Usually leftovers refer to some food that is left after a meal that can be used again to create some other meal. Not so in this case. This is sci-fi/horror.
The first episode opens with an exhausted busy mom in a shopping center laundry trying to handle some business situation and talking on the phone while doing her laundry. Meanwhile, her baby is screaming at the top of his lungs annoying everybody in the laundromat the whole time. Lugging laundry and her screaming baby back to her car, she is still busy on the phone.
You want to say to her so badly. Get off the phone, lady. Did you bring a bottle or pacifier? Check to see if the baby is wet. Things that might ease his nerves as well as her own. It appears that she doesn’t notice the baby until the baby stops crying in his child safety seat, because the baby is no longer there. She finally puts down the phone and gets back out of the car screaming the baby’s name, like the infant has been playing a game with her and is going to come running out because she’s calling him.
In her hysterics, she doesn’t notice a little boy who is calling for his father after he sees that the cart rolling next to him is no longer being pushed by his father.
At the same time, a car accident occurs on the street nearby and a family in one car is hit by a car with no driver.
People in the shopping center look up to see a plane crashing in a nearby neighborhood.
This is how The Leftovers begins. According to the fictional news, 2% or 140 million people (men, women, children, enfants of all races and ethnicities) have disappeared all over the world.
Cut to three years later and people are still wondering if it was the biblical Rapture—Christ’s return for good people to leave the damned behind? A great many people disagreed. Christ could not possibly have picked their aunt, grandpa, child, mother or father, for that matter—not those doozies! Any number of other reasons are suggested like radiation, time travel, other dimensions, aliens, etc.
The performances by diverse actors, special effects and the music are amazing. Justin Theroux (formerly Mulholland Drive, The Spy Who Dumped Me) plays the confused police chief, Kevin Garvey, whose predecessor (his father) goes nuts. Amy Brenneman (former NYPD Blue, Judging Amy) plays his therapist wife, Laurie Garvey, who joins a cult after losing a baby she saw on an ultrasound on the day of the “departing”. Christopher Eccleston (formerly Dr. Who, in Thor: The Dark World, etc.) plays the minister Matt Jamison who tries to help all the factions and loses himself in the attempts. Chris Zylka (formerly Secret Circle, Freaks of Nature) plays the sheriff’s adopted son who joins a different cult than his mother. Margaret Qualley plays the sister Jill Garvey who can’t even enjoy hanging around with other young people her age because of the missing. Veteran actor Scott Glenn (formerly Urban Cowboy, The Right Stuff, Silverado, etc.) plays the former sheriff and father, Kevin Garvey, Sr. who hears voices and is in a mental facility on disability.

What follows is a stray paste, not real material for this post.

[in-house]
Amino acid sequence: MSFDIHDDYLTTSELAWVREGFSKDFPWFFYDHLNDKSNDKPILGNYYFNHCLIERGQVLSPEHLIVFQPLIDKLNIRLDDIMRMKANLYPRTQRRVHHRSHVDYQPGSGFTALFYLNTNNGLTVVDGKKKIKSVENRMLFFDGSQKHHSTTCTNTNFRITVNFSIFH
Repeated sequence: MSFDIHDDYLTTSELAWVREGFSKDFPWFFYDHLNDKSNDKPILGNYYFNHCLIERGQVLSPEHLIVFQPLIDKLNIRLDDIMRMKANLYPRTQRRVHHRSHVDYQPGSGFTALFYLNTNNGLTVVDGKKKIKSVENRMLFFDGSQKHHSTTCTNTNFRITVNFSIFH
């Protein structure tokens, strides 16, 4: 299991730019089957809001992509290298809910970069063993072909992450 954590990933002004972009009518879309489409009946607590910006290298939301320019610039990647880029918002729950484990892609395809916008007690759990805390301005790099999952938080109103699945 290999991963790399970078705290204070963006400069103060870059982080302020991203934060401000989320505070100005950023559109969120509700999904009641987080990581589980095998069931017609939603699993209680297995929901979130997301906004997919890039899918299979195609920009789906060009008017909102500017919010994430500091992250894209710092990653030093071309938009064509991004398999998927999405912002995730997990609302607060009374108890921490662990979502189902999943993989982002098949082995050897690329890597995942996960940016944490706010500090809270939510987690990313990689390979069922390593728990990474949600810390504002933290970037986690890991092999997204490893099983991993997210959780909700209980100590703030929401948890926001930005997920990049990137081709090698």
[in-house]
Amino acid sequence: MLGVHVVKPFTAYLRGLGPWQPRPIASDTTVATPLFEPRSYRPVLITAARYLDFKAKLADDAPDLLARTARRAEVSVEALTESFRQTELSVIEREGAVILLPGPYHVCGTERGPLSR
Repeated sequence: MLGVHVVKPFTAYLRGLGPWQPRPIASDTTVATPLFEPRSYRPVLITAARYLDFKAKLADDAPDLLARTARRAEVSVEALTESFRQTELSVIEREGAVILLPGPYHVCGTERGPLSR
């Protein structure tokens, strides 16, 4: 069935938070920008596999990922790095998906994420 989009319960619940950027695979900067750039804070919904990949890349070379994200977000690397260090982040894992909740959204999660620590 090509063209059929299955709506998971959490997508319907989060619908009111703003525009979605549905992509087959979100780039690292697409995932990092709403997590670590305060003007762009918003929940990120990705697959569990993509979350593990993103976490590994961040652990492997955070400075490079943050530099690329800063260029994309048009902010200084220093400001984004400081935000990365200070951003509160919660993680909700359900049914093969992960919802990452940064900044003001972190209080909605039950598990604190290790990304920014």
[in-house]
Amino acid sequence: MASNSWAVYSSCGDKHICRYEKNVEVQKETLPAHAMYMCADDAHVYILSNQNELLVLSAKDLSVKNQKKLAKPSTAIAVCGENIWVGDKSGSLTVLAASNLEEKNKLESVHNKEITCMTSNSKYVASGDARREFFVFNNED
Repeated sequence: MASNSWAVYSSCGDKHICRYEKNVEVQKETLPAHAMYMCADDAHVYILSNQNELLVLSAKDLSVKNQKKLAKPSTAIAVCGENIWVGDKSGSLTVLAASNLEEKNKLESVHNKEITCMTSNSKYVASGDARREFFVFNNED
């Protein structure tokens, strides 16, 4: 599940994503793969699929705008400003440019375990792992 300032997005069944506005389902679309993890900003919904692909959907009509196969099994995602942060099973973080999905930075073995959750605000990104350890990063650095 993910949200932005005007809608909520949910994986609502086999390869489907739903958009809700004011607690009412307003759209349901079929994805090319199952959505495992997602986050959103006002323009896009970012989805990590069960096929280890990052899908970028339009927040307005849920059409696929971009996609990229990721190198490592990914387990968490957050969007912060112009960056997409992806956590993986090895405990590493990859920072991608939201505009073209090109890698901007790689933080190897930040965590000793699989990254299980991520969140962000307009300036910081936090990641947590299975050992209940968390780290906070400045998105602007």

The Leftovers is a wild intense ride from beginning to end. Just when you think, this episode will probably end the series—hold on little grasshopper—it continues. If you miss one episode, you won’t know what the hell is going on. The characters are doing unbelievable things to make some sense out of what has happened to the missing.
Although this is not the first show or movie with this plot idea, this one is outrageously serious. Factions pop up all over the place—those against remembering the missing, those trying to forget the missing, those who don’t know what to do, those who are scarred mentally and/or emotionally, and those who try to take advantage of others’ losses.
Just about everything you see will be used in a later episode so watch closely. Bottomline: everyone was already damaged before the worldwide disappearances. The “departures” just nudged the meter up to critical mass.
The series was created by Damon Lindelof and Tom Perrotta based on Tom Perrotta’s novel of the same name. Mimi Leder (On the Basis of Sex, Pay It Forward, Deep Impact, The Peacemaker, etc.) was the director.
Since I’m not one to keep up with any series after the first couple of episodes, I borrowed all three seasons on DVD from my public library and binge-watched them a couple of times.
Written by Rosa L. Griffin